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BOSTON – Before the Angels fell, 4–0, to the Red Sox on Tuesday, outfielder Jo Adell disembarked the team plane at Logan Airport. A few staffers unpacked his uniform in the visiting clubhouse at Fenway Park. Adell addressed the media in front of his locker. He took batting practice on the field, launching half a dozen balls into the stands. He signed autographs for a few kids who called his name.
He appeared in every way to be a major leaguer. The only indication that Adell is, for now, a minor leaguer, came just before the game started, when he changed into his street clothes and left the ballpark. He will fly commercial Wednesday to join the Triple A Salt Lake Bees.
“He’s got a good attitude about it,” said the center fielder Mike Trout. “It’s tough, but he knows what he needs to do to get back up here.”
The 23-year-old Adell has been among the Angels’ top prospects since the team took him with the 10th pick of the 2017 draft. Within two years, he was one of the game’s consensus future stars. But since his debut during the ’20 COVID-shortened season, he has struggled on both sides of the ball. This year, he has hit .231 with 24 strikeouts and one walk in 66 plate appearances, and Statcast rates his defense as tied for second-worst among outfielders by outs above average (-4).
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But Adell did not so much play himself off the roster as two of his teammates played themselves onto it. Trout might be the best player the game has ever seen. Adell, Brandon Marsh and Taylor Ward opened the season expecting to rotate through the corner spots. Then Marsh hit .267 in a brutal offensive environment with solid defense, and Ward lit the world on fire: The 28-year-old is a few at-bats short of qualifying for the league leaderboards, but among those with at least 70 plate appearances, he ranks first in batting average (.390), on-base percentage (.493), slugging percentage (.746) and OPS (1.239).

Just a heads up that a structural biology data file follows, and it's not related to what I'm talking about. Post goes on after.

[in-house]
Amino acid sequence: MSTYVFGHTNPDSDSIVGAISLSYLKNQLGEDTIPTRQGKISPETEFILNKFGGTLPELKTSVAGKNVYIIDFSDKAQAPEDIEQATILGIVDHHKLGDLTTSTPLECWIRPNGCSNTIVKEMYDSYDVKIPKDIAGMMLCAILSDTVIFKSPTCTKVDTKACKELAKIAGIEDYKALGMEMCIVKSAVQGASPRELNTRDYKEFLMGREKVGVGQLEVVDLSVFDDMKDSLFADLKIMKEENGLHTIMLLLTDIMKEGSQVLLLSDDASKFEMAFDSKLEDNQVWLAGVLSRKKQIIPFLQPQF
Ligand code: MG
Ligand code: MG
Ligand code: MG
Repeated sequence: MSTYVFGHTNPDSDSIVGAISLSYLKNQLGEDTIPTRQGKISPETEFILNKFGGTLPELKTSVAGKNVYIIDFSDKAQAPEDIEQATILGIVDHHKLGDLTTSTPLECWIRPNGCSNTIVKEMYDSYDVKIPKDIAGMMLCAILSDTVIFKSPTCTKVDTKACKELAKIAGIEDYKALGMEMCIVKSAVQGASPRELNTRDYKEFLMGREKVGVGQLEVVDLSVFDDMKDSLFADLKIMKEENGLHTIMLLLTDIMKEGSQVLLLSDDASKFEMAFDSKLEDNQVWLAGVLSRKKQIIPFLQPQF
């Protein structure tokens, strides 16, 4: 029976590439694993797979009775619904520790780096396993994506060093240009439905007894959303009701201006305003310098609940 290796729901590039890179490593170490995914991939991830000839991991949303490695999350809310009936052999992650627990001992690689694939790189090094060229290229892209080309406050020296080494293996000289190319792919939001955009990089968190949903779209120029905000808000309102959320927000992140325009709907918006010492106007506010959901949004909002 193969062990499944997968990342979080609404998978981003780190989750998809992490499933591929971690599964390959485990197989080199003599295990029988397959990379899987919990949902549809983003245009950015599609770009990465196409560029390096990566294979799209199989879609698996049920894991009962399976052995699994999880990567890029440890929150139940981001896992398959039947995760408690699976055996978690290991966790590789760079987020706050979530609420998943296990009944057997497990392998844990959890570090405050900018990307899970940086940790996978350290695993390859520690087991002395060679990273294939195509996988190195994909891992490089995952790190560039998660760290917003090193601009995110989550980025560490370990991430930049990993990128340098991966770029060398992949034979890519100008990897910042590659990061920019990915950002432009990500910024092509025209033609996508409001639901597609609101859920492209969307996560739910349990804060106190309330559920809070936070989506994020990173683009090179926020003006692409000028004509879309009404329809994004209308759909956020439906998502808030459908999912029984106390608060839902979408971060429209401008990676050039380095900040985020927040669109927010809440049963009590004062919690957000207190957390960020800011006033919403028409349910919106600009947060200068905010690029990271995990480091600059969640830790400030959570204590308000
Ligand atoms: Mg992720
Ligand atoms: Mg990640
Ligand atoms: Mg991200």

In a different year, perhaps Los Angeles might have let Adell learn on the job at the expense of two players with better current statistics but lower ceilings. But at 15-10, the Angels lead the American League West — the first time they’ve done so at the dawn of May in Trout’s career. Their first month has increased their playoff odds by 21 percentage points, to 66%. Trout is 30 years old. Two-way star Shohei Ohtani can be a free agent after next season. The Halos’ window is open, and they are looking through it.
So on Tuesday afternoon, Adell was summoned to manager Joe Maddon’s office. Waiting inside were Maddon, general manager Perry Minasian and assistant hitting coach John Mallee. The front office had fled discussing the possibility on Sunday night, Minasian said later, and made the official decision only Monday morning.
“The way the other three played warranted them playing every single day,” Minasian said. “So I think from a team aspect, it was the right thing to do. Ward’s playing like he’s playing. Marsh’s playing like he’s playing. Obviously Mike’s gonna play. Those guys’ names are gonna be in the lineup for the most part. Being a young player and not getting consistent playing time is really, really tough. ”
Adell will get consistent playing time at Triple A. Even on one of the harder days of his career, Adell never seemed flustered. He did not see the demotion coming, but he understood it.
“I’m not thrilled about it,” he said. “I mean, I’m not gonna throw a parade about getting sent down, but I’m gonna try my best to get back. … I’m not going to hang my head low. I’ve got enough confidence in my game and what I’m able to know at some point, my time is gonna come where I’m going to be able to be out here every day and help these guys. And so hopefully I can get back and get myself where the standards are for this club and these guys and be able to come back and help. ”
In the coming days, his coaches will work with him on the specifics of his offensive approach and the intricacies of defense. But on Tuesday, Trout had another message. As soon as he heard Adell was being sent down, the star found the kid. “Hey,” Trout said. “See you soon.”
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